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Bedouin revert to nomadic lifestyle for camel birthing season

Camels rest at the night camp after grazing in the open all day near Kibbutz Kalya, in the West Bank, February 9, 2018. (AP Photo/Oded Balilty)

Men leave modern life behind and bring sons and hundreds of camels to area near Kibbutz Kalya by the Dead Sea to continue ancient traditions

By ODED BALILTY

18 March 2018, 2:47 pm

  • Bedouin camel herder Ali Zarlul and his son Majed lead their camels close to Kibbutz Kalya, by the Dead Sea, February 10, 2018. (AP Photo/Oded Balilty)
    Bedouin camel herder Ali Zarlul and his son Majed lead their camels close to Kibbutz Kalya, by the Dead Sea, February 10, 2018. (AP Photo/Oded Balilty)
  • A Bedouin camel herder runs after a newborn camel on the way back to night camp near Kibbutz Kalya in the Dead Sea area, January 22, 2018. (AP Photo/Oded Balilty)
    A Bedouin camel herder runs after a newborn camel on the way back to night camp near Kibbutz Kalya in the Dead Sea area, January 22, 2018. (AP Photo/Oded Balilty)
  • Bedouin camel herder Ali Zarlul carries a newborn camel back to its mother near Kibbutz Kalya close to the Dead Sea, January 22, 2018. (AP Photo/Oded Balilty)
    Bedouin camel herder Ali Zarlul carries a newborn camel back to its mother near Kibbutz Kalya close to the Dead Sea, January 22, 2018. (AP Photo/Oded Balilty)
  • Camels rest at the night camp after grazing in the open all day near Kibbutz Kalya, in the West Bank, February 9, 2018. (AP Photo/Oded Balilty)
    Camels rest at the night camp after grazing in the open all day near Kibbutz Kalya, in the West Bank, February 9, 2018. (AP Photo/Oded Balilty)
  • Beduin camel owner Ali El Guran, left, and his camel herder Salem Rashaideh, have their breakfast at their camp near Kibbutz Kalya, Dead Sea, February 10, 2018. (AP Photo/Oded Balilty)

    Beduin camel owner Ali El Guran, left, and his camel herder Salem Rashaideh, have their breakfast at their camp near Kibbutz Kalya, Dead Sea, February 10, 2018. (AP Photo/Oded Balilty)

  • Camels, including this new born, gather at night camp near Kibbutz Kalya in the Dead Sea region, February 10, 2018. (AP Photo/Oded Balilty)
    Camels, including this new born, gather at night camp near Kibbutz Kalya in the Dead Sea region, February 10, 2018. (AP Photo/Oded Balilty)
  • Young Bedouin Majed Zarlul, who joins his father for camel herding during weekends, trying to coax a mule to an improvised mounting block at night camp near Kibbutz Kalya in the Dead Sea region, February 10, 2018. (AP Photo/Oded Balilty)
    Young Bedouin Majed Zarlul, who joins his father for camel herding during weekends, trying to coax a mule to an improvised mounting block at night camp near Kibbutz Kalya in the Dead Sea region, February 10, 2018. (AP Photo/Oded Balilty)
  • Bedouin camel herder Salem Rashaideh directs camels grazing near Kibbutz Kalya in the Dead Sea region of the West Bank, February 18, 2018. (AP Photo/Oded Balilty)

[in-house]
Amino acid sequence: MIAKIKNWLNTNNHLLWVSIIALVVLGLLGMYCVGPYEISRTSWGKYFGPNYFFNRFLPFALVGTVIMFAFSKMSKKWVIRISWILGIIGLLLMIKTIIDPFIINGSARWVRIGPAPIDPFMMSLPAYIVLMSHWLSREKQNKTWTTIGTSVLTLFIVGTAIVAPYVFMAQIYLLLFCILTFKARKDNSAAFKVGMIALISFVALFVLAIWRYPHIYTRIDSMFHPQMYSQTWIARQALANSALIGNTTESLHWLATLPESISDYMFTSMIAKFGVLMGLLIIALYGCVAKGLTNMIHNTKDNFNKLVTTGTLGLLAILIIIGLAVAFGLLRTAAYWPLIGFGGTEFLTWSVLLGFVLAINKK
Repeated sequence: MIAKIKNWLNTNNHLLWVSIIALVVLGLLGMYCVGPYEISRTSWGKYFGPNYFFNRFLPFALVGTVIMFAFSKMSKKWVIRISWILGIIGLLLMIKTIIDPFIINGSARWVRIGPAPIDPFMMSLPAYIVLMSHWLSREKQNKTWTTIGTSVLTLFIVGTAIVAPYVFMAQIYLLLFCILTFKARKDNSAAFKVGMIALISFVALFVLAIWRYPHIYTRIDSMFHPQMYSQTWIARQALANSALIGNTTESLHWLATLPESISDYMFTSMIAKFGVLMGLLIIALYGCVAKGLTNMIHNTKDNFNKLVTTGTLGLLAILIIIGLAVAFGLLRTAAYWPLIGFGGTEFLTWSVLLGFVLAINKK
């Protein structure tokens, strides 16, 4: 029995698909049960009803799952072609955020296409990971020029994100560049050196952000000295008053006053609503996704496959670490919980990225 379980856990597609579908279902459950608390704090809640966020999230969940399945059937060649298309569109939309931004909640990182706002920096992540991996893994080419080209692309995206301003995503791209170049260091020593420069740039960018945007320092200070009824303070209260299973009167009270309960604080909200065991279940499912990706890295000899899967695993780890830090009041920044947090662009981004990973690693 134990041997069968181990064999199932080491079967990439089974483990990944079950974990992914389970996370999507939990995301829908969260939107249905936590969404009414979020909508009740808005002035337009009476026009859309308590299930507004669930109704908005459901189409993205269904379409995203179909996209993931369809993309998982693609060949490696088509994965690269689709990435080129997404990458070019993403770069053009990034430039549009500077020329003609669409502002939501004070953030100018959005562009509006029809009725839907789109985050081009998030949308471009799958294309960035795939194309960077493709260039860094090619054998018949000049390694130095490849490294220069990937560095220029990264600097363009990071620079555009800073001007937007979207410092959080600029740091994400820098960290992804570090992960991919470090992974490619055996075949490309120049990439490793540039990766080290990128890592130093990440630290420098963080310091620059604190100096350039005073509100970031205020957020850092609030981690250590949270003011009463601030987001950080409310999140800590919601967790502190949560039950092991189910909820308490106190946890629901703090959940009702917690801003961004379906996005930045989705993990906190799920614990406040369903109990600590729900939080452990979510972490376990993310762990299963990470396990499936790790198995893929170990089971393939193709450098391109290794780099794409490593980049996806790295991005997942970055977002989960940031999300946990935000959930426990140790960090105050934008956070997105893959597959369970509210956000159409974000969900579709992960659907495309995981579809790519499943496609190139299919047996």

A Bedouin camel herder runs after a newborn camel on the way back to night camp near Kibbutz Kalya in the Dead Sea area, January 22, 2018. (AP Photo/Oded Balilty)
    Bedouin camel herder Salem Rashaideh directs camels grazing near Kibbutz Kalya in the Dead Sea region of the West Bank, February 18, 2018. (AP Photo/Oded Balilty)

KIBBUTZ KALYA, West Bank (AP) — Each winter, camels lope around the moon-like desert landscape of the lowest place on Earth under the watchful eyes of their Bedouin Arab herders, in an ancient tradition passed from father to son over the generations.

Ali El Guran brings his herd of more than 100 camels from southern Israel to the Dead Sea every November to pasture. It’s birthing season and this year, 30 camels are pregnant.

Bedouin lifestyles have changed dramatically in the last few decades, with many leaving their traditional nomadic ways to settle in towns of southern Israel, trading their camels for pickup trucks and living off tourists instead of goat herds.

But for three months a year, El Guran and the other herders live as their forefathers have for generations.

A Bedouin camel herder runs after a newborn camel on the way back to night camp near Kibbutz Kalya in the Dead Sea area, January 22, 2018. (AP Photo/Oded Balilty)
A Bedouin camel herder runs after a newborn camel on the way back to night camp near Kibbutz Kalya in the Dead Sea area, January 22, 2018. (AP Photo/Oded Balilty)

It’s a simple life. The herders eat mainly bread and olive oil while drinking thick black coffee boiled on campfires. They sleep under the stars, near the herd, for weeks at a time. There is no cellphone coverage or other modern amenities.

El Guran and the others use the time to bond with their sons who have come with them to the pastures, away from the distractions of the contemporary world. They speak to the camels in a special language, directing them where to graze.

About a day before it’s time to give birth, the mother camels separate themselves from the herd, sometimes walking several kilometers (miles) to find a private spot. The herders later find them standing guard over the newborns, protecting them from wolves and jackals, the main predators in the area.

El Guran sells some of the baby camels as well as camel milk to make a living.

As winter comes to an end, the area gets very hot and the camels are taken to a higher elevation, where it’s cooler.

Until next winter.

Source: https://www.timesofisrael.com/bedouin-revert-to-nomadic-lifestyle-as-camels-give-birth/

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